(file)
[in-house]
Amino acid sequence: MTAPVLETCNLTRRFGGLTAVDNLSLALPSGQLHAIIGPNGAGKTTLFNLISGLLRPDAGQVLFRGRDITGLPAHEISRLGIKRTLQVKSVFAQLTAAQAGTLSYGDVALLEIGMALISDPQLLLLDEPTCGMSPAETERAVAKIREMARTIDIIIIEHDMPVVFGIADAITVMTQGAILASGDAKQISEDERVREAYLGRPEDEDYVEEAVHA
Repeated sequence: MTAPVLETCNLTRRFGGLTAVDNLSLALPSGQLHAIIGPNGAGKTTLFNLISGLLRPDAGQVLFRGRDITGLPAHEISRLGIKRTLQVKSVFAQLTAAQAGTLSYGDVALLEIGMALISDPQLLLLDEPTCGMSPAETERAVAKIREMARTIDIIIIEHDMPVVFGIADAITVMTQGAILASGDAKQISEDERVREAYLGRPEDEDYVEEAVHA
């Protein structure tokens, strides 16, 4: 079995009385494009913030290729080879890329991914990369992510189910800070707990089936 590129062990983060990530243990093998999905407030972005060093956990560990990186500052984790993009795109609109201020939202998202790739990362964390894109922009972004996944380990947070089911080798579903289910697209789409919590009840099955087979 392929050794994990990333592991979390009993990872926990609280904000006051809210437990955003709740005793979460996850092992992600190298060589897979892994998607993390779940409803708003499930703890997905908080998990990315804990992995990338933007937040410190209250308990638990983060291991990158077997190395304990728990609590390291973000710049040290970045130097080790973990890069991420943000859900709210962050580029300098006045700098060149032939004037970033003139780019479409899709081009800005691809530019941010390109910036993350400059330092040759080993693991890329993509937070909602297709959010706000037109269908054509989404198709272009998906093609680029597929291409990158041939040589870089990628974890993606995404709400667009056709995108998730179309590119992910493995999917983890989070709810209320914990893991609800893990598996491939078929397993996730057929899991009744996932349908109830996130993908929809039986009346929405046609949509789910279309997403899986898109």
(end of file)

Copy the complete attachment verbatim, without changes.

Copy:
[in-house]
Amino acid sequence: MTAPVLETCNLTRRFGGLTAVDNLSLALPSGQLHAIIGPNGAGKTTLFNLISGLLRPDAGQVLFRGRDITGLPAHEISRLGIKRTLQVKSVFAQLTAAQAGTLSYGDVALLEIGMALISDPQLLLLDEPTCGMSPAETERAVAKIREMARTIDIIIIEHDMPVVFGIADAITVMTQGAILASGDAKQISEDERVREAYLGRPEDEDYVEEAVHA
Repeated sequence: MTAPVLETCNLTRRFGGLTAVDNLSLALPSGQLHAIIGPNGAGKTTLFNLISGLLRPDAGQVLFRGRDITGLPAHEISRLGIKRTLQVKSVFAQLTAAQAGTLSYGDVALLEIGMALISDPQLLLLDEPTCGMSPAETERAVAKIREMARTIDIIIIEHDMPVVFGIADAITVMTQGAILASGDAKQISEDERVREAYLGRPEDEDYVEEAVHA
């Protein structure tokens, strides 16, 4: 079995009385494009913030290729080879890329991914990369992510189910800070707990089936 590129062990983060990530243990093998999905407030972005060093956990560990990186500052984790993009795109609109201020939202998202790739990362964390894109922009972004996944380990947070089911080798579903289910697209789409919590009840099955087979 392929050794994990990333592991979390009993990872926990609280904000006051809210437990955003709740005793979460996850092992992600190298060589897979892994998607993390779940409803708003499930703890997905908080998990990315804990992995990338933007937040410190209250308990638990983060291991990158077997190395304990728990609590390291973000710049040290970045130097080790973990890069991420943000859900709210962050580029300098006045700098060149032939004037970033003139780019479409899709081009800005691809530019941010390109910036993350400059330092040759080993693991890329993509937070909602297709959010706000037109269908054509989404198709272009998906093609680029597929291409990158041939040589870089990628974890993606995404709400667009056709995108998730179309590119992910493995999917983890989070709810209320914990893991609800893990598996491939078929397993996730057929899991009744996932349908109830996130993908929809039986009346929405046609949509789910279309997403899986898109």